Dancing in Brazil

The Dance Brazil study abroad program was a two-week dance tour led by professor Daniel Roberts in Salvador de Bahia, Brazil. Prior to the trip itself, our group of twelve dancers learned ten dance works and researched the history, culture, and language of Brazil. Once in Brazil, the program introduced us to Brazilian art and culture with the experiences of performing around Brazil, studying with Brazilian dance masters, learning first-hand about Afro-Brazilian culture, and engaging in cultural exchange with Brazilian dancers.

While in Brazil, I actually learned more about myself as a person. Throughout school, I have always been asked if I want to be a dance teacher and teach children. My answer has always been, “I want to work with children, but I’m not sure if that is what I am meant to do.” However, after working with children at Ohio State and performing for children in Brazil, my views on that have changed. When we performed dance for the children, they were ecstatically happy. They were so grateful to watch us dance, more grateful than any audience I have ever performed for before. They wanted to ask us questions about everything, learn from us, and show us their own dance moves! I also saw children who learned dance and music in impoverished schools. These children were so invested and passionate about their arts, even though they were living in poverty. I realized that art was such an important outlet for them.

Thus, my time with these children made me sure that my future lies in working with children. I connected with these children, and I wanted to teach them and learn from them. The trip and my experiences assuaged my earlier fears if children would like me and if they would want to appreciate dance and art. These passionate kids assured me that I should be working with children, and they convinced me that I can use art to make an impact on them.

During my STEP project, we performed for a variety of elementary and middle schools in Brazil. The interactions with these school children had a huge impact on me.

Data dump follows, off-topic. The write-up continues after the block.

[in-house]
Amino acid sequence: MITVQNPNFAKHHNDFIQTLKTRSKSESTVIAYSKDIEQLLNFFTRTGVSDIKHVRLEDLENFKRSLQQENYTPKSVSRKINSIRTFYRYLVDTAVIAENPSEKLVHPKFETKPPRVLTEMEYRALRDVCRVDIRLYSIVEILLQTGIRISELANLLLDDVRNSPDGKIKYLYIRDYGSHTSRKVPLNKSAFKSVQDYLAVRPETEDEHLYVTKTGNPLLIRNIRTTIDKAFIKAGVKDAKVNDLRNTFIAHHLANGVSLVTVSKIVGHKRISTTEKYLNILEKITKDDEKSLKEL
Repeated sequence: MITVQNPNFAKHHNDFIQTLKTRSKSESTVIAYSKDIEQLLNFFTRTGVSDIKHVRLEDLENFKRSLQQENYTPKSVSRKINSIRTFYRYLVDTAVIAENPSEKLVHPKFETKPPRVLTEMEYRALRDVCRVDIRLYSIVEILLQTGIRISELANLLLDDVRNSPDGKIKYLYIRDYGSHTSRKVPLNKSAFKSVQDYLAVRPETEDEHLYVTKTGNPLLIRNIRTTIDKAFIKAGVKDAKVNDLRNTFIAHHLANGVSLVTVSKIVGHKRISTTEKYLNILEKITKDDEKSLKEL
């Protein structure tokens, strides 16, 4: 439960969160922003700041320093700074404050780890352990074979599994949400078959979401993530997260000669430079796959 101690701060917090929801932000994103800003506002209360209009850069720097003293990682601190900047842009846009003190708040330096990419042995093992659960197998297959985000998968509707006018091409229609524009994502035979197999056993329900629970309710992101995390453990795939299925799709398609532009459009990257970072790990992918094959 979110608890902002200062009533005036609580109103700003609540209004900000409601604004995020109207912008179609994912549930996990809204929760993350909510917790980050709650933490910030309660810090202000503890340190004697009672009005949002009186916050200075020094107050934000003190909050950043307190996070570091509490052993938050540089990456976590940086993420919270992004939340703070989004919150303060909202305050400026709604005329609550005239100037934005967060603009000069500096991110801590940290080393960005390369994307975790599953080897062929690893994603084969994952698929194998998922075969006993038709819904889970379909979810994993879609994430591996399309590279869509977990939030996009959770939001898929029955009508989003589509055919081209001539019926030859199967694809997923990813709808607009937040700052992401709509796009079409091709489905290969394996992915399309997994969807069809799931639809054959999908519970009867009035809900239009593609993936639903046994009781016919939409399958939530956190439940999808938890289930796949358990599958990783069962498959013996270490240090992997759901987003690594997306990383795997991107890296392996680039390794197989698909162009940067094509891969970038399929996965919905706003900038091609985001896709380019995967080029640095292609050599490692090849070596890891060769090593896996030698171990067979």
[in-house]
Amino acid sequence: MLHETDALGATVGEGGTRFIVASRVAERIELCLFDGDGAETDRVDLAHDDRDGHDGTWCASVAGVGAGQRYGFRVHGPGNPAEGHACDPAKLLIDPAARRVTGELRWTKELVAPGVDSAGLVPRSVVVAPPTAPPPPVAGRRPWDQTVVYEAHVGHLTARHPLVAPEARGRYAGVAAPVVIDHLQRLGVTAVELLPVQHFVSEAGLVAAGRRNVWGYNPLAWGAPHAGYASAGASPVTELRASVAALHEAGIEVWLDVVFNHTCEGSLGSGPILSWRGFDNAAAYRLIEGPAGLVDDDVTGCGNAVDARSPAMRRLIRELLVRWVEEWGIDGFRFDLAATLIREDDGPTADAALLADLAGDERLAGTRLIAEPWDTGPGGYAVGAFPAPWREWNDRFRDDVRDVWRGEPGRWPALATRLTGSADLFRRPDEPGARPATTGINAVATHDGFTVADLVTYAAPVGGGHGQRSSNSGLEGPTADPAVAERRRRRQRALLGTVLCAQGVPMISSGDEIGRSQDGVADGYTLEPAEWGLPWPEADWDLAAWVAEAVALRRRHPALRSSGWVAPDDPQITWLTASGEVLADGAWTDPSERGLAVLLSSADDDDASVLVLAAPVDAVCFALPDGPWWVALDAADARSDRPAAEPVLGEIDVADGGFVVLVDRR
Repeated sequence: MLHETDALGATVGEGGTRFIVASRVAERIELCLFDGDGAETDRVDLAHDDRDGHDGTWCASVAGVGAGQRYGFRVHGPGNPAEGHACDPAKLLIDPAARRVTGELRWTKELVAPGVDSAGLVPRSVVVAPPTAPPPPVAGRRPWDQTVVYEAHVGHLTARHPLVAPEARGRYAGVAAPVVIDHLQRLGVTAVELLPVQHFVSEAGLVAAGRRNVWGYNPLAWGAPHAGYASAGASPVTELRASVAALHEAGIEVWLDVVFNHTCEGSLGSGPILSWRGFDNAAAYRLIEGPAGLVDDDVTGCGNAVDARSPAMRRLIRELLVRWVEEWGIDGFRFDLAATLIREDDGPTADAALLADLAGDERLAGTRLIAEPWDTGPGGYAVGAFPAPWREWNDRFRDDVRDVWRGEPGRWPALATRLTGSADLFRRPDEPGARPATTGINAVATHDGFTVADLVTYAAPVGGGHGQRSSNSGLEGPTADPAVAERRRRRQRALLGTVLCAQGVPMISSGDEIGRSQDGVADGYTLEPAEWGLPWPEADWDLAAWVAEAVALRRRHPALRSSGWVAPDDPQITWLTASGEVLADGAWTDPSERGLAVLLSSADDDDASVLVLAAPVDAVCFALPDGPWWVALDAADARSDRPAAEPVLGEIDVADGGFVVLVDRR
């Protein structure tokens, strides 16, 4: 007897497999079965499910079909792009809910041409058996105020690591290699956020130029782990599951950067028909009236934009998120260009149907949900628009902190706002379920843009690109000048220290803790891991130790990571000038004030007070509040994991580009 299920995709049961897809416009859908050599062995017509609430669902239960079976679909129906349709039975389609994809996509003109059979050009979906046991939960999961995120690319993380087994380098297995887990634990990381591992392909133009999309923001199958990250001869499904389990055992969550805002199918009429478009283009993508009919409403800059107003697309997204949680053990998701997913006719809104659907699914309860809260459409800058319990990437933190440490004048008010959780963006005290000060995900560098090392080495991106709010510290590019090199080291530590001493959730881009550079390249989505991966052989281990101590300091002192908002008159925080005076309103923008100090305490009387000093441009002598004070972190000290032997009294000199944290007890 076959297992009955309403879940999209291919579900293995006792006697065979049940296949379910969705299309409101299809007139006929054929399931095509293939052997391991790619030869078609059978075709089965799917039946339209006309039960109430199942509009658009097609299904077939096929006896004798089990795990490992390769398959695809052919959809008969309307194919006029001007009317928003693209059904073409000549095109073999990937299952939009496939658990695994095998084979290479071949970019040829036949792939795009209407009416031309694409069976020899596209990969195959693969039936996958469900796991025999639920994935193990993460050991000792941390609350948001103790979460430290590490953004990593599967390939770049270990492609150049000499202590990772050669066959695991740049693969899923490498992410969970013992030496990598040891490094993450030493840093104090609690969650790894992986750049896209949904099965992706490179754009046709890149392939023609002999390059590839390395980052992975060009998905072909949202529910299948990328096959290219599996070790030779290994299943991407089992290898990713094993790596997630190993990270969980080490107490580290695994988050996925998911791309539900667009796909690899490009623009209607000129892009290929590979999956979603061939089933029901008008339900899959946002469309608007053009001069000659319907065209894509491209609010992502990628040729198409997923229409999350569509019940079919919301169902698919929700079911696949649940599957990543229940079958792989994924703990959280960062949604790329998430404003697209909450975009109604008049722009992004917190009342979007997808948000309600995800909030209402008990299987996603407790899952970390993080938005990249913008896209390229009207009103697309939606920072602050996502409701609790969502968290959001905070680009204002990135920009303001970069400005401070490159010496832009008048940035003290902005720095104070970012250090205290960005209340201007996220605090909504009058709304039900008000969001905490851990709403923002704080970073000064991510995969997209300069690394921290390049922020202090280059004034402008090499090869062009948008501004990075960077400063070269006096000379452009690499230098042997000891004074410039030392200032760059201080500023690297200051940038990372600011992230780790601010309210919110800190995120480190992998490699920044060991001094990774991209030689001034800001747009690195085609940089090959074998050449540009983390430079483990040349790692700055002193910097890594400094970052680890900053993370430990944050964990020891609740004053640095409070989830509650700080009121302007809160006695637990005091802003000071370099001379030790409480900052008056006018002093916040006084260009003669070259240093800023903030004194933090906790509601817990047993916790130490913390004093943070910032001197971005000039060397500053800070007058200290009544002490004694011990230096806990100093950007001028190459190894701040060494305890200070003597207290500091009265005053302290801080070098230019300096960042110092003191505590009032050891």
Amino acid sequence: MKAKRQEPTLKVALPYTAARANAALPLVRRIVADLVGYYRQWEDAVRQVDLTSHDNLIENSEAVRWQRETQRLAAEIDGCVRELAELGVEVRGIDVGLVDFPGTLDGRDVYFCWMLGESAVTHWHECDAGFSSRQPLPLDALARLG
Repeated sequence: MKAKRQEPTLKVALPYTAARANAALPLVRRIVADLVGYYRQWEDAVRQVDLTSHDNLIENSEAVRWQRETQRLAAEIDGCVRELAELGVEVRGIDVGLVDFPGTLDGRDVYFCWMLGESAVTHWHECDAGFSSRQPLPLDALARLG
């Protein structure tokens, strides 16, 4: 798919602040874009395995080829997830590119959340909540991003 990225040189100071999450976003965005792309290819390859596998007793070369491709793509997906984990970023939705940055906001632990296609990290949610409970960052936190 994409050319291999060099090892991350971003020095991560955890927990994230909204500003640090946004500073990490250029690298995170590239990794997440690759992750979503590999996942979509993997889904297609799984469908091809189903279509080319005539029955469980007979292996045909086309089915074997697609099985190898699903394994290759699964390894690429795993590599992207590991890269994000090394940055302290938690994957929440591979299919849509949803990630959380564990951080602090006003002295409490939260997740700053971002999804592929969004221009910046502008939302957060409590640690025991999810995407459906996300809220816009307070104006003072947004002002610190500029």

On one particular day, we performed at Escola Horácio de Matos, the largest public school in Brazil, located in Lencois. We performed on half of an outdoor basketball court with children watching us on three sides. This was a very small space, so we had to be professional and flexible, modifying our dances to fit the space. During each dance, the children cheered and yelled exuberantly! After the performance, the children swarmed us! They gave us big hugs, asked to take photos with us, and asked for our autographs. They were so loving and grateful.

Another day, we performed at a small elementary school in a favela in Salvador. The children watched us with so much admiration, and when we were finished dancing, they ran up to us and hugged us and asked us lots and lots of questions. Then, they preceded to show us the dancing they knew! One child even came up to me and asked (with gesturing since we did not speak the same language) for me to teach him part of our dances. Using rhythm and body language, I taught this boy a small part of one of our dances. He was so excited and worked over and over to get the steps correctly. After a little bit, he had the steps correct, and we danced them together. It was so amazing that even though we could not speak to each other, we could really connect on a dance level. Another child approached me and wanted to show me that she could do a split. Then, she gestured for me to join her.

At another place in Salvador, we visited a school where children living in impoverished favelas learned to play music. We performed for them, and then they performed for us. They were so talented, and we could not believe how well they played for their age. However, even more striking was how happy they looked when they were performing. They seemed to love performing and were so proud of themselves for what they were accomplishing.

I felt so much joy meeting these children and sharing a love of dance and art with them. They just wanted to dance and learn. It was so wonderful and human.

This connection I experienced in Brazil with these children is important to my future. I want to spend my career working with children. My dream career is to be an occupational therapist who utilizes dance as a form of therapy to help children with motor goals. I saw that we could connect with children so much on a level of rhythm and movement, in a way that words just can not communicate. I saw the joy that dance brings children, and I want to continue bringing that love of movement and art to children in my career.